Summing up the biggest stories of the week from the pages of Post&Parcel, with USPS achieving good growth in the package business, and DPD prepares to build a £100m hub in the UK.
Package and shipping services helped the US Postal Service to stabilise revenues in the second quarter of its 2013 financial year, as it more than halved its losses compared to the same quarter last year.
Growth in parcel services, driven by e-commerce, along with an increase in Standard Mail compensated for the revenue lost by ongoing declines in First Class Mail volumes, as Standard Mail services saw slight growth year-on-year. The growth in the second quarter means that the Postal Service has achieved its first growth for the first half of the year in five years.
The Postal Service still racked up a $1.9bn loss in the three months up to the end of March, on $16.3bn of revenue. Postmaster General Patrick Donahoe called for Congress to pass postal reform legislation.
DPD UK has appointed a property developer to begin work on a new £100m parcel hub in the East Midlands.
The company has tasked Goodman to develop a 30,658 square metre (330,000 sq ft) site in Hinckley, close to the M69 motorway in south-west Leicestershire. Assuming the project secures planning permission, the facility at the Hinckley Commercial Park could see construction beginning this September.
It should be fully operational in 2015, creating as many as 1,000 full-time jobs in the process. The planned facility will be the largest parcel hub of its kind, DPD said, capable of handling 70,000 parcels each hour, to increase DPD’s overall UK parcel capacity by 65%.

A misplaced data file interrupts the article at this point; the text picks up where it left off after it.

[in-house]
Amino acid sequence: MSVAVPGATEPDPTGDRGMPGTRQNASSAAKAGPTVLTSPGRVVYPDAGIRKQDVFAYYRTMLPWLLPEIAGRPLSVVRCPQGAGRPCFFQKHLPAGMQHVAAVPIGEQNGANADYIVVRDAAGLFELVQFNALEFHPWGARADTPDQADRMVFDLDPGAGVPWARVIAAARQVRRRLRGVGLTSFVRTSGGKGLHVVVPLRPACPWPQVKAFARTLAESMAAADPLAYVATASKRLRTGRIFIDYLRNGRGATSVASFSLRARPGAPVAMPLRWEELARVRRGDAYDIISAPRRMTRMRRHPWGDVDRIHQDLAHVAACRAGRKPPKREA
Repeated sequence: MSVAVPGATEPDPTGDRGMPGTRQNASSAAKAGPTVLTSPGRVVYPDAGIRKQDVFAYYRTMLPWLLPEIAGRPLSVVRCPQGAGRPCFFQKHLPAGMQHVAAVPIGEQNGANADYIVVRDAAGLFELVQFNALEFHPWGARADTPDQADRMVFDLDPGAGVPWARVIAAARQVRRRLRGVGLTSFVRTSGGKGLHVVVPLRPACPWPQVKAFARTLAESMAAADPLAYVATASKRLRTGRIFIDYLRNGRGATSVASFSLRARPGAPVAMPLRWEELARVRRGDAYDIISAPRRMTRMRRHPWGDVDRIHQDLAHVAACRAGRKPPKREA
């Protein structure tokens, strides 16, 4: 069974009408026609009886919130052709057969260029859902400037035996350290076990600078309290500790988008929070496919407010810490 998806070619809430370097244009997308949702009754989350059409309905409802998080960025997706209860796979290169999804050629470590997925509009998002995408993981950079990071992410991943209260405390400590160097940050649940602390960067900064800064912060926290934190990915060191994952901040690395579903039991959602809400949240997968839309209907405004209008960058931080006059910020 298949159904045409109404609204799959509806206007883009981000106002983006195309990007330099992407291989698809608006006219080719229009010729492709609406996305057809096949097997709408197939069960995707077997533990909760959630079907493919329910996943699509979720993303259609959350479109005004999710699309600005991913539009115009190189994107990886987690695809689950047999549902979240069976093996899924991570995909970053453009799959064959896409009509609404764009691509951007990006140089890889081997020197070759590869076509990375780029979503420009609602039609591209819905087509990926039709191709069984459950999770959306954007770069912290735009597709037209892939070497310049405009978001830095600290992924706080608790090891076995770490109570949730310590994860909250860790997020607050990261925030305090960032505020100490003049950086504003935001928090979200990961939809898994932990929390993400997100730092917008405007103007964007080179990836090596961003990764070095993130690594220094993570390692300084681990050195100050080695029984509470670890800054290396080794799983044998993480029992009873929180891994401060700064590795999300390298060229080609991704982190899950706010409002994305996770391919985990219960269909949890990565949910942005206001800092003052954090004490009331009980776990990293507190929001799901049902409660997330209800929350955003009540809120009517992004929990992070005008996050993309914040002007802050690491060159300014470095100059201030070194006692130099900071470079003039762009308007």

The collapse of the TNT Express takeover deal has ended up costing Dutch postal service PostNL around EUR 440m, pushing it into a EUR 410m loss for the first quarter of 2013.
The company issued its first quarter results this week, showing that it has written off a third of the value of its shares in TNT Express, which it now believes are worth EUR 927m. The TNT share price halved overnight at the start of the year, as the European Commission blocked the EUR 5.2bn offer by UPS to buy the company, in which PostNL has a 29% stake.
The share value write-off left PostNL slipping into the red for the first quarter of the year, recording a EUR 410m loss compared to a EUR 633m profit seen in the same period last year. Excluding the impacts of TNT Express, profits would still have fallen by 48%, from EUR 62m to EUR 32m.